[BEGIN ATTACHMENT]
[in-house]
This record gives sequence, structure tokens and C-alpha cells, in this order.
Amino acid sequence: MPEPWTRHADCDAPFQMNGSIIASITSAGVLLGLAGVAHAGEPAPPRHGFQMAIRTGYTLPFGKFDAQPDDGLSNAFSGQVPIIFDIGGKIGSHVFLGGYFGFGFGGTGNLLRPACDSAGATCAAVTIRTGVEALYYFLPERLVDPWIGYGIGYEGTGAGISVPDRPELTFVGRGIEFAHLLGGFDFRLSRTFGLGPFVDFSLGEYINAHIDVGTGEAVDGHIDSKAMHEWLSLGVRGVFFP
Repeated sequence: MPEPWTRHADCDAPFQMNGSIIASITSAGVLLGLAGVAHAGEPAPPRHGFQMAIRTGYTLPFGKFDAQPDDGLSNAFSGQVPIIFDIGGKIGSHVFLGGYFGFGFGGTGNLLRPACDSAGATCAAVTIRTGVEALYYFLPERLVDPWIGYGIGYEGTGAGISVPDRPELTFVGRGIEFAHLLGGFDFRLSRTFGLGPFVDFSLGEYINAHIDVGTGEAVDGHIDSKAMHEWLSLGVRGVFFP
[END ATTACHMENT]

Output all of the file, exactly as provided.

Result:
[in-house]
This record gives sequence, structure tokens and C-alpha cells, in this order.
Amino acid sequence: MPEPWTRHADCDAPFQMNGSIIASITSAGVLLGLAGVAHAGEPAPPRHGFQMAIRTGYTLPFGKFDAQPDDGLSNAFSGQVPIIFDIGGKIGSHVFLGGYFGFGFGGTGNLLRPACDSAGATCAAVTIRTGVEALYYFLPERLVDPWIGYGIGYEGTGAGISVPDRPELTFVGRGIEFAHLLGGFDFRLSRTFGLGPFVDFSLGEYINAHIDVGTGEAVDGHIDSKAMHEWLSLGVRGVFFP
Repeated sequence: MPEPWTRHADCDAPFQMNGSIIASITSAGVLLGLAGVAHAGEPAPPRHGFQMAIRTGYTLPFGKFDAQPDDGLSNAFSGQVPIIFDIGGKIGSHVFLGGYFGFGFGGTGNLLRPACDSAGATCAAVTIRTGVEALYYFLPERLVDPWIGYGIGYEGTGAGISVPDRPELTFVGRGIEFAHLLGGFDFRLSRTFGLGPFVDFSLGEYINAHIDVGTGEAVDGHIDSKAMHEWLSLGVRGVFFP